The Indus Water Treaty, signed in Karachi on September 19th, 1960, has been hailed as an exemplary model of conflict resolution in international politics. The treaty provides a framework for sharing the waters of the River Indus and its tributaries, namely Jhelum, Chenab, Ravi, Sutlej, and Beas, between India and Pakistan. While the bilateral relations between India and Pakistan have been rather capricious since the Partition of 1947, the treaty has endured the three wars that took place between the two parties in the years that followed, indicating the potential for cooperation despite escalated tensions and deteriorating relations. The bilateral talks on the Indus Water Treaty, conducted recently after Imran Khan secured the office of Prime Minister of Pakistan, reaffirm the positive intent of both parties to commit to the instrument, despite its shaky foundations that have been challenged ever since it was signed by both sides.
With the recently concluded elections in Pakistan, proponents of the arrangement will continue to hope that the governments of both states settle their differences through the existing mechanisms. Continued faith from both parties in the Indus Water Treaty will ensure that there is no deterioration in bilateral relations due to confrontational policies related to water-sharing, which is incredibly important to pursue the objective of regional stability.
The Partition of 1947 created borders that cut through the Indus river system which disrupted well-established irrigation networks. Eight months after Pakistan's independence, East Punjab (in India) had obstructed the flow of water into Pakistani canals on April 1st, 1948, creating an atmosphere of suspicion. The newly-formed state of Pakistan did not wish to rely on Indian benevolence. Prime Minister Nehru's criticism of the unilateral action of the state of East Punjab did little to build confidence. After essential negotiations, the International Bank for Reconstruction and Development (now known as the World Bank) brokered the Indus Water Treaty between the two parties. According to the treaty, the three western rivers (Chenab, Jhelum, and the Indus) were allocated to Pakistan and the three eastern rivers (the Ravi, Beas, and Sutlej) were allocated to India. India was not permitted to build storages on the rivers allocated to Pakistan, excluding certain conditions like the generation of hydro-electric power and irrigation use as mentioned in the treaty. Provisions regarding the resolution of disputes, exchange of data on project operations and periodic meetings between the parties through the established institutions like the permanent Indus Commission were also present. As an outcome of the treaty, 80% of the water fell within Pakistan's control and the remaining 20%, within India's, which was considered an unfair but necessary settlement by both sides.
Indo-Pak Differences with the Treaty in Practice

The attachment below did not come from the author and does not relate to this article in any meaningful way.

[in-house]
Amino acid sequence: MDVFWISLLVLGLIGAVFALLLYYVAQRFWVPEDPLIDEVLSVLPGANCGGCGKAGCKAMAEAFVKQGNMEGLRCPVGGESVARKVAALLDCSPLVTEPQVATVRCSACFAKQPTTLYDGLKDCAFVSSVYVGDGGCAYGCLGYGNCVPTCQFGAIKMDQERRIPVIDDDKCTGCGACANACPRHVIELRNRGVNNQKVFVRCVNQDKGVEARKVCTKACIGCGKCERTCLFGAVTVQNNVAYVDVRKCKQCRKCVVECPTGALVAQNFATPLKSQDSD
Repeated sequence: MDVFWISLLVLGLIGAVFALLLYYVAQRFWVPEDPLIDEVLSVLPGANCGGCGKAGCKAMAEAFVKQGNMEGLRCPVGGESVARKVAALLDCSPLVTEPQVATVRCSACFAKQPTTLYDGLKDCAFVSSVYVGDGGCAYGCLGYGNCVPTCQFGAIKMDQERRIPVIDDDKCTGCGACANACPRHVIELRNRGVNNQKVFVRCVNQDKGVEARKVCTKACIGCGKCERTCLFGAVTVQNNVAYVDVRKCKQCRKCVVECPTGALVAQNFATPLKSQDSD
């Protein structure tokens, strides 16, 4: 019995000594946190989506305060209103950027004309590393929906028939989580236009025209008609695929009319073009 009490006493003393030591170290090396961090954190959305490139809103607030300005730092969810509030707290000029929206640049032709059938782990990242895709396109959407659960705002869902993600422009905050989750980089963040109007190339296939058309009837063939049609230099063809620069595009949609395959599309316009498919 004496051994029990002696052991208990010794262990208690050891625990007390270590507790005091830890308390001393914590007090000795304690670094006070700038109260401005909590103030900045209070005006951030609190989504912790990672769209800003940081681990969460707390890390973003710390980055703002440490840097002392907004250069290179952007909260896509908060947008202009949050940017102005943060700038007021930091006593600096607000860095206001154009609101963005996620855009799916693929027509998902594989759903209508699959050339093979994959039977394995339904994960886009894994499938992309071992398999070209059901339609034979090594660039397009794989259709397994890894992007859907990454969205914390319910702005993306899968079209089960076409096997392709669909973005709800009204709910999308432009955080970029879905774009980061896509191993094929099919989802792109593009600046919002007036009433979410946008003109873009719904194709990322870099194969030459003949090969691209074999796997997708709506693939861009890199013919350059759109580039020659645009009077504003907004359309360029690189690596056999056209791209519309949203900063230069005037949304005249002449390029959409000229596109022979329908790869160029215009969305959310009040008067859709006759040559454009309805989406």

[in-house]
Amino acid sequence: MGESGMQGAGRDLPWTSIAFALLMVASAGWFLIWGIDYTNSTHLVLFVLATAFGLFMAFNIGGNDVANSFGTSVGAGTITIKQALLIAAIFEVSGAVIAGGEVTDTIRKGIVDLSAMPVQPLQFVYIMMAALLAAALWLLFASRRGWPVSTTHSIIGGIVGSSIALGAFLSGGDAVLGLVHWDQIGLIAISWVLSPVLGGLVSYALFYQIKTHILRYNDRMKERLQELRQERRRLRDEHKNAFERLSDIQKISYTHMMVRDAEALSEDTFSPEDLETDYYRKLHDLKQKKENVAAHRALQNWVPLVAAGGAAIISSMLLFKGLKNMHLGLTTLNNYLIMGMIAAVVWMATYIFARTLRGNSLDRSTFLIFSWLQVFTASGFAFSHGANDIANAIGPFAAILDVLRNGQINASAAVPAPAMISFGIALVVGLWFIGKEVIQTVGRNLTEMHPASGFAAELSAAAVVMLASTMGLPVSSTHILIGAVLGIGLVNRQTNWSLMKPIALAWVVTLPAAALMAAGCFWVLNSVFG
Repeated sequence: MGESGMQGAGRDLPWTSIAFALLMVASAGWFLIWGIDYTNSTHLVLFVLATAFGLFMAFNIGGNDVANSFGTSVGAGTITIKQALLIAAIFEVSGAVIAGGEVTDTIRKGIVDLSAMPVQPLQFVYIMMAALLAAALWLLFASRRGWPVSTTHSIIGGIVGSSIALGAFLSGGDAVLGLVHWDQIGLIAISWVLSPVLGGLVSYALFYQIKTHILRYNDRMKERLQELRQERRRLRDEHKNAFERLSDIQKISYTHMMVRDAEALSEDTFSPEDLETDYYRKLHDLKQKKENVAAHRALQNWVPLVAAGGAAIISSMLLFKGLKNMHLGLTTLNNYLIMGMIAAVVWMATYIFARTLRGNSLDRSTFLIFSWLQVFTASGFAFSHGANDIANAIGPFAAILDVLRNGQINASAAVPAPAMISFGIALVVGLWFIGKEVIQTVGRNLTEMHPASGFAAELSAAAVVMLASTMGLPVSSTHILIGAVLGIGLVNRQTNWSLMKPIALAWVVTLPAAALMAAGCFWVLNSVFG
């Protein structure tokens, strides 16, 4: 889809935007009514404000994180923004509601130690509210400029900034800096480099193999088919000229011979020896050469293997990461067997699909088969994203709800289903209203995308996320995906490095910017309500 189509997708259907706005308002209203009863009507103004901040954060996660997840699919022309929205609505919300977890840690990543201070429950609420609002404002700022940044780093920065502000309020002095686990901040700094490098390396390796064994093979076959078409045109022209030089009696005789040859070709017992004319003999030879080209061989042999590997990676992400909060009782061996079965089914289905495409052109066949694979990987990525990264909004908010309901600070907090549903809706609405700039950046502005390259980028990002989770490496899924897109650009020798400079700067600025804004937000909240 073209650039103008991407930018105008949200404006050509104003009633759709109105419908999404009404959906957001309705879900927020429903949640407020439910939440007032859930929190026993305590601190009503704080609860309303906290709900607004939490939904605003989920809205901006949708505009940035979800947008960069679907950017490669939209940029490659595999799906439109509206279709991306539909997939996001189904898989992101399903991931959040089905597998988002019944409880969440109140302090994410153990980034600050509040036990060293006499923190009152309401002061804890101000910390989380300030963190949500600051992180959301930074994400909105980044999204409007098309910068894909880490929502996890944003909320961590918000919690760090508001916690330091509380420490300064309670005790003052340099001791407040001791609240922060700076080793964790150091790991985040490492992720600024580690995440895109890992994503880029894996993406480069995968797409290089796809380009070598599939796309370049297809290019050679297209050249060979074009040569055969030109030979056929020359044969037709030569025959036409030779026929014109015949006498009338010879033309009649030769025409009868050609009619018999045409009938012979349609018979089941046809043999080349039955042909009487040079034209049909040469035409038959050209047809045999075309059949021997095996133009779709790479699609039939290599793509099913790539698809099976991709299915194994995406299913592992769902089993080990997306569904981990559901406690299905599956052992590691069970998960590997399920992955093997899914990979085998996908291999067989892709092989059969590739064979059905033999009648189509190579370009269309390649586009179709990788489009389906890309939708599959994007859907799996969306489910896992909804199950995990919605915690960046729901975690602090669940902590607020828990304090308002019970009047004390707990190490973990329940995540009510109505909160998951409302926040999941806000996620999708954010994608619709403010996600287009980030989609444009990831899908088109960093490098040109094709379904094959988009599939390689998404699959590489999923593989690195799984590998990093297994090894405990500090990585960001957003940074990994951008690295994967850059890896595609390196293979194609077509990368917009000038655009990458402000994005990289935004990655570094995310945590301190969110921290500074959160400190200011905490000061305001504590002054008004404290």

The primary concern of the government is that India could exercise control and reduce water flows to Pakistan. Pakistan has stalled several proposed Indian projects on the Western rivers, referring to the technicalities of the Indus Water Treaty. The engineering technicalities mentioned in the treaty present a challenge to any proposed plan of building a storage on the western rivers by India. Furthermore, the need for exchange of information between parties relating to projects has allowed Pakistan to point out Indian plans that it considers violations of the treaty. Emerging out of a security-oriented interest, Pakistani objection to projects like Tulbul, Baglihar, and Kishenganga have been notable differences between the parties. The Tulbul Project was conceived in the early 1980s as a barrage at the mouth of Wular Lake. The Wular Lake lies in the Indian district of Bandipora in Jammu and Kashmir but it is fed by the Jhelum river. Pakistan’s objection to the project in 1987 led to India discontinuing work on the project. The Kishenganga dam in Jammu and Kashmir was inaugurated by Prime Minister Modi in May 2018, after the project which began in 2007 was halted by the International Court of Arbitration as a result of Pakistan’s opposition. The aim of the project was to divert water from the Kishenganga river (known as Neelum in Pakistan) to a power plant in the Jhelum basin to generate hydropower and use the diverted water for irrigation purposes. It was only after the judgement of the Court, which went in favour of India, that the project was completed. The arbitration clause of the treaty was invoked in the case of Baglihar. The treaty has a provision for the appointment of a Neutral Expert in the case that a difference emerges between the parties. The judgement of the Neutral Expert on the difference is considered final and binding unless the expert identifies the issue as a ‘dispute’ in which case, it is referred to a Court of Arbitration. The Baglihar project was a run-of-the-river project in the Doda district of Jammu and Kashmir on the river Chenab. Construction on the project began in 1999 and Pakistan raised six objections based on the design parameters of the project. The World Bank in 2005 appointed Professor Raymond Lafitte as a neutral expert, who delivered his verdict in February 2007. He upheld certain objections by Pakistan but recognized India’s right to construct the dam as long as it was in accordance with the verdict and the Indus Water Treaty. While it highlighted the differences between the parties, the issue was settled using the arbitration mechanisms provided for by the Indus Water Treaty, providing for a favoured outcome. In the case of the Salal Hydroelectric Project on the river Chenab, prolonged discussions were held by the Indus Water Commission established by the treaty. Another run-of-the-river project in the Reasi district of Jammu and Kashmir, construction for the project began in 1970 after the Indian and Pakistani government addressed the questions associated with the project and changes were made to meet the interests of both parties. This showcased the potential for cooperation between the parties, facilitated by the bilateral water-sharing arrangement.